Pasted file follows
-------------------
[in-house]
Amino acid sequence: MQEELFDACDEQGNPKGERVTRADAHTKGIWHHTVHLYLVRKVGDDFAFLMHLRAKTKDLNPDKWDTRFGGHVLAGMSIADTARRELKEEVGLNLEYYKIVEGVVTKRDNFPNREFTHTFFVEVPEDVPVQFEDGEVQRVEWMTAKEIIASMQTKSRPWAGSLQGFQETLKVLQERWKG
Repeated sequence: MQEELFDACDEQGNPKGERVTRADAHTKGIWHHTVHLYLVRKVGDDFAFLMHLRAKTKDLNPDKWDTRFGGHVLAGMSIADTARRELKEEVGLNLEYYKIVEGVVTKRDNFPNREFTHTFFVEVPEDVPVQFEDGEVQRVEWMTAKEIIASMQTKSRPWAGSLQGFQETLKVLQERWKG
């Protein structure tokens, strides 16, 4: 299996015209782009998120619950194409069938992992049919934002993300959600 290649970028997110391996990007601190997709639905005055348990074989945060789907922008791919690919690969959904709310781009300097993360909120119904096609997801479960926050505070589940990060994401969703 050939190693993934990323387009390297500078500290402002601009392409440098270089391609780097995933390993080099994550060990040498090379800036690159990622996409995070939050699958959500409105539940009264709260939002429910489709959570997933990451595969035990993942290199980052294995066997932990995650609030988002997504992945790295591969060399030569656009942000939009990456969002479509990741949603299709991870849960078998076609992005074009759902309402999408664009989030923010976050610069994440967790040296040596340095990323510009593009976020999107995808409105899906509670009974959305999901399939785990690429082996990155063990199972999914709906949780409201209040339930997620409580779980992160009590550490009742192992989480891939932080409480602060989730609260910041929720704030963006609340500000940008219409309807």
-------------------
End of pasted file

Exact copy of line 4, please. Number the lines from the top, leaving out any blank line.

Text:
């Protein structure tokens, strides 16, 4: 299996015209782009998120619950194409069938992992049919934002993300959600 290649970028997110391996990007601190997709639905005055348990074989945060789907922008791919690919690969959904709310781009300097993360909120119904096609997801479960926050505070589940990060994401969703 050939190693993934990323387009390297500078500290402002601009392409440098270089391609780097995933390993080099994550060990040498090379800036690159990622996409995070939050699958959500409105539940009264709260939002429910489709959570997933990451595969035990993942290199980052294995066997932990995650609030988002997504992945790295591969060399030569656009942000939009990456969002479509990741949603299709991870849960078998076609992005074009759902309402999408664009989030923010976050610069994440967790040296040596340095990323510009593009976020999107995808409105899906509670009974959305999901399939785990690429082996990155063990199972999914709906949780409201209040339930997620409580779980992160009590550490009742192992989480891939932080409480602060989730609260910041929720704030963006609340500000940008219409309807």